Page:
Our quarterly newsletter is out! To download this collection of our best articles and social media updates from the past few months, please join our mailing list. We promise not to share your email or send you spam, and you can unsubscribe at any time. You’ll be one of the first to know when we publish the next Vachette Pathology newsletter. First Name (required) Last Name (required) Your Email (required) You can also find our past newsletters here: Summer 2015 Winter 2015 Fall...

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Understanding the PAMA Regulation for Lab Reporting

Posted by on Nov 18, 2015 in Latest News | Comments Off on Understanding the PAMA Regulation for Lab Reporting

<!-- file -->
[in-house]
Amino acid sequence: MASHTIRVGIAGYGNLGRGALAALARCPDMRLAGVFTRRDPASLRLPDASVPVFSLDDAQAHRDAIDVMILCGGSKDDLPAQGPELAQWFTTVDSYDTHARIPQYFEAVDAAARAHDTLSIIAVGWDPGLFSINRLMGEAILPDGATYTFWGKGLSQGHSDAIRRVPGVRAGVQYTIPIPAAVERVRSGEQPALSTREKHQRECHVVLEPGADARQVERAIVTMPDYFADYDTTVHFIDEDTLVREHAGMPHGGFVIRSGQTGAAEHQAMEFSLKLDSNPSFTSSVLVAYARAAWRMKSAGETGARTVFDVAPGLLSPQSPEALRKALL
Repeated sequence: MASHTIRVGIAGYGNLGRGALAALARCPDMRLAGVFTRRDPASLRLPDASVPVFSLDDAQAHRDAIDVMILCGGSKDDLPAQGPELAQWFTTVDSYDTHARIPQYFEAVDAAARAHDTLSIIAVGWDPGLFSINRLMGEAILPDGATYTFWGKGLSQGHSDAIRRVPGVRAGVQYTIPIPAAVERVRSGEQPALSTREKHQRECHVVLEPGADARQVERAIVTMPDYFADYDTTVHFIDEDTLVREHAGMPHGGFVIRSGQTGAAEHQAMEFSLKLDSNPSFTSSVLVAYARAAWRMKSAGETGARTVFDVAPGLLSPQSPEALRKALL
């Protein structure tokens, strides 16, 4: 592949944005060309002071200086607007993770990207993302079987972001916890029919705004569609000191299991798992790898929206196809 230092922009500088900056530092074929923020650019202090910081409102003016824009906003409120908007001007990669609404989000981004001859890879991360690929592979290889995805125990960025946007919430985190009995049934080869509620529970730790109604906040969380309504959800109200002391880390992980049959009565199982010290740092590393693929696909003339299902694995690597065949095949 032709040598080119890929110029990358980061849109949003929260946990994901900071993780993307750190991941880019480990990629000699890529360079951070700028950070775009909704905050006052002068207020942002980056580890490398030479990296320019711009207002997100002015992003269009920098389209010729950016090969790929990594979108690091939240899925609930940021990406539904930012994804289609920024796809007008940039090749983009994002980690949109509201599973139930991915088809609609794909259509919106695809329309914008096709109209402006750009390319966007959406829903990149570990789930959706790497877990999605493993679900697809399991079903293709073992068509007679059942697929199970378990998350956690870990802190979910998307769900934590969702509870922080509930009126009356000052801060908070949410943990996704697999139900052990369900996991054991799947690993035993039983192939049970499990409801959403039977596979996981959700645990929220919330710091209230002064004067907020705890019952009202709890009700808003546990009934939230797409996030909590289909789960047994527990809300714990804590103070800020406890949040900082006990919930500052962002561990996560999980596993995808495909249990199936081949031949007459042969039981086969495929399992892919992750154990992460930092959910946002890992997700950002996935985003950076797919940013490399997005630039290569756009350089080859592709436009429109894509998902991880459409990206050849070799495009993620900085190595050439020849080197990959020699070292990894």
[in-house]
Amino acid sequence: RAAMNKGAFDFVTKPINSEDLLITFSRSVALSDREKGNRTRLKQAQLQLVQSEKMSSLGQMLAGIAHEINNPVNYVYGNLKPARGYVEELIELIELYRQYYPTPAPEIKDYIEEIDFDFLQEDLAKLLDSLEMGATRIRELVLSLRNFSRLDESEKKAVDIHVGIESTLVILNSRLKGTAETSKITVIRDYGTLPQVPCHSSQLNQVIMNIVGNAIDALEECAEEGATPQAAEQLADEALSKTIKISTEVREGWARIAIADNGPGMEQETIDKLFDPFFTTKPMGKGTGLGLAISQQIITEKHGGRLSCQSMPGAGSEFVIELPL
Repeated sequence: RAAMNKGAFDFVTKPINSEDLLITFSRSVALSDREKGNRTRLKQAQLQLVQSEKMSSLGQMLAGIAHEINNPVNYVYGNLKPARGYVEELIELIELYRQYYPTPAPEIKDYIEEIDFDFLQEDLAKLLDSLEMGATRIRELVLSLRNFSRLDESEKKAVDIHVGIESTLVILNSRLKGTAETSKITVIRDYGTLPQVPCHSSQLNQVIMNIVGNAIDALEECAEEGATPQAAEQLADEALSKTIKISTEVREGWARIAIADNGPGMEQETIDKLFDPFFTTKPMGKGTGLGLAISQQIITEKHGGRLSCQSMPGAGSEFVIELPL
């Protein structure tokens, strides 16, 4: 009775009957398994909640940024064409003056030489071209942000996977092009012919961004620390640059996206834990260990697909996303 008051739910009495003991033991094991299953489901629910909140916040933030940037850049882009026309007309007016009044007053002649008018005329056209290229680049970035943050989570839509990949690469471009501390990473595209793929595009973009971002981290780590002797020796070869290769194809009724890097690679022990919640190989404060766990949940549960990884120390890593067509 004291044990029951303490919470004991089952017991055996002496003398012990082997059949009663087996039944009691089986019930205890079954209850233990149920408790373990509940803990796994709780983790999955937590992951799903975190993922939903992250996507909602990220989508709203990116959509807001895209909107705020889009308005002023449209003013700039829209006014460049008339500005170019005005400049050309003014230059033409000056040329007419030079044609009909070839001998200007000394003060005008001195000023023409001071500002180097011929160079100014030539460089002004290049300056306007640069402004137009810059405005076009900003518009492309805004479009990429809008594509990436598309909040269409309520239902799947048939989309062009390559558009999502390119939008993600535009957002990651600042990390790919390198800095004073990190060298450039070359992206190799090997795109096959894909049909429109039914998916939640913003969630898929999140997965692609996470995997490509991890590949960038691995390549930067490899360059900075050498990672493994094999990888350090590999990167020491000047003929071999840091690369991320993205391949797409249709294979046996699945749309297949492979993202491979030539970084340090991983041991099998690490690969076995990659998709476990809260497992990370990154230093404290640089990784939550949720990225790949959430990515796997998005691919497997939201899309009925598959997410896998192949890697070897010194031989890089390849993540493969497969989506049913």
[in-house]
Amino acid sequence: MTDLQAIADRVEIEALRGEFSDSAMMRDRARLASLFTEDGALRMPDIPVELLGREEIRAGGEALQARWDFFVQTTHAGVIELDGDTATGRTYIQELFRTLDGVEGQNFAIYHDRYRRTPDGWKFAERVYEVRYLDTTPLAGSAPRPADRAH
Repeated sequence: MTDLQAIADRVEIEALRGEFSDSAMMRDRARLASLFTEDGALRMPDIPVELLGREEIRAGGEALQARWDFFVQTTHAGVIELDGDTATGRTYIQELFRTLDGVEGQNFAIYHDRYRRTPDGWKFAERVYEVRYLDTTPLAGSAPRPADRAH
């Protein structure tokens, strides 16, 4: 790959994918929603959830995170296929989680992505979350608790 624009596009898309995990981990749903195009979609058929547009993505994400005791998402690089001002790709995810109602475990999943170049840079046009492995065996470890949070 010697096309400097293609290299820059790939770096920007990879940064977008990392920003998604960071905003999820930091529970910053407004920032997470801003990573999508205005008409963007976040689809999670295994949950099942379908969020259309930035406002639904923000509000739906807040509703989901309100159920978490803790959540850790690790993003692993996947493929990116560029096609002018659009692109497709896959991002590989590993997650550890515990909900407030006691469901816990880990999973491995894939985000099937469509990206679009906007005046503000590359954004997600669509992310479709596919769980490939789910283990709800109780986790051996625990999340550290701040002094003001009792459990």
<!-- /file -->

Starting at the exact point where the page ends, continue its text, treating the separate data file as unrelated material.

If you answer YES to any of these questions, you’d better read further: Am I a lab as defined by CLIA, or do I have at least one component that is a lab? Is my entity reporting under a unique Tax ID number under which all NPIs of the entity are associated? Does my Tax ID receive more than 50% of all Medicare revenue (meaning allowed amounts) from fee-for-service payments under Medicare part A, B, C and D? If yes, you can be exempted from reporting if your CLFS revenues are less than $50,000 in a year (or less than $25,000 in 2015). This caveat provides a full exemption for you, even if you answer yes to all of the above. By now we have all heard about the PAMA regulation for lab reporting, but do we really understand what this is and what it really means to each of us?  Below is a just a little breakdown giving the what, when, who, and why of this regulation. WHAT:  The general idea of lab reporting is to provide CMS a foundational average payment by private payers on clinical lab services.  With this information, CMS will then start making reductions on the Clinical Lab Fee Schedule going forward. WHEN: This is still in the comment period.  People have the option to comment up until Nov 24th.  These comments can help ensure clarification of the regulation, as well as help direct some much needed changes.  If this rule goes through, the initial reporting period begins Jan 1, 2016, and you have until March 31, 2016 to get your reporting completed (reporting data from July 2015-Dec 2015). WHO:  This has been the biggest question of all.  Below is a breakdown of questions to ask to determine if you fall into the requirement for reporting.  If you answer yes to any of these questions, then you are a group who needs to report.  If you fall in this category, be sure to review the final point below, as this may be the one item that will provide a full exemption for you: Am I a lab as defined by CLIA, or do I have at least one component that is a lab? Is my entity reporting under a unique Tax ID number under which all NPIs of the entity are associated? Does my Tax ID receive more than 50% of all Medicare revenue (meaning allowed amounts) from fee-for-service payments under Medicare part A, B, C and D? If yes, you can be exempted from reporting if your CLFS revenues are less than $50,000 in a year (or less than $25,000 in 2015). This caveat provides a full exemption for you, even if you answer yes to all of the above. WHY:  CMS was ready to make CLFS cuts across the board, which would have been implemented in 2015.  This regulation is giving labs the opportunity to drive these cuts.  This is why the comment period is so important.  With the lack of hospital labs participating (a really large part of the market), this will drive the actual payment per CPT down substantially, and we know if the CLFS goes down, the commercial carriers will follow suit.  Kiss your clinical lab revenue goodbye. So, given this information, where do you go from here?  We have the following recommendations: First understand the type of information that you will need to report: CDLT and ADLT have different requirements.  See below for more details. Start working with your billing system to ensure that each CPT has the proper allowable captured on paid claims—at minimum from July 2015...